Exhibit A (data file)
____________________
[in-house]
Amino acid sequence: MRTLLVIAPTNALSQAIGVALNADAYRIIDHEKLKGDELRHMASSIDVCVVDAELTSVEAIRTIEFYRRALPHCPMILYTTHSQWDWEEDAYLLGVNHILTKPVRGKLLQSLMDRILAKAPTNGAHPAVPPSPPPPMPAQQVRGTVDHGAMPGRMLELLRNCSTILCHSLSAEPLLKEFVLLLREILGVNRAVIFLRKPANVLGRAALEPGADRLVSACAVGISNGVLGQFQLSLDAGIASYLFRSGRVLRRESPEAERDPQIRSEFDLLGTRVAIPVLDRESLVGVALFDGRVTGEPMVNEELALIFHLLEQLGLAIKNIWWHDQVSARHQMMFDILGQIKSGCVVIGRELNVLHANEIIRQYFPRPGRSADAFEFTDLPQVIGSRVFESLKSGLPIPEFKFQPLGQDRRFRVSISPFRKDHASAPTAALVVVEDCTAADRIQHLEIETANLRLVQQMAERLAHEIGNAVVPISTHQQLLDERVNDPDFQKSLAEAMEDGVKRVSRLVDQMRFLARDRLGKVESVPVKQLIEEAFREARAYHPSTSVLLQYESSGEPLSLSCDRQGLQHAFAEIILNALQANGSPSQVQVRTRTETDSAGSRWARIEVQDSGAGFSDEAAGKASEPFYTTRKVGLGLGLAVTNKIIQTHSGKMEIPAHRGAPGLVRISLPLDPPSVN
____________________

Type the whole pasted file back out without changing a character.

[in-house]
Amino acid sequence: MRTLLVIAPTNALSQAIGVALNADAYRIIDHEKLKGDELRHMASSIDVCVVDAELTSVEAIRTIEFYRRALPHCPMILYTTHSQWDWEEDAYLLGVNHILTKPVRGKLLQSLMDRILAKAPTNGAHPAVPPSPPPPMPAQQVRGTVDHGAMPGRMLELLRNCSTILCHSLSAEPLLKEFVLLLREILGVNRAVIFLRKPANVLGRAALEPGADRLVSACAVGISNGVLGQFQLSLDAGIASYLFRSGRVLRRESPEAERDPQIRSEFDLLGTRVAIPVLDRESLVGVALFDGRVTGEPMVNEELALIFHLLEQLGLAIKNIWWHDQVSARHQMMFDILGQIKSGCVVIGRELNVLHANEIIRQYFPRPGRSADAFEFTDLPQVIGSRVFESLKSGLPIPEFKFQPLGQDRRFRVSISPFRKDHASAPTAALVVVEDCTAADRIQHLEIETANLRLVQQMAERLAHEIGNAVVPISTHQQLLDERVNDPDFQKSLAEAMEDGVKRVSRLVDQMRFLARDRLGKVESVPVKQLIEEAFREARAYHPSTSVLLQYESSGEPLSLSCDRQGLQHAFAEIILNALQANGSPSQVQVRTRTETDSAGSRWARIEVQDSGAGFSDEAAGKASEPFYTTRKVGLGLGLAVTNKIIQTHSGKMEIPAHRGAPGLVRISLPLDPPSVN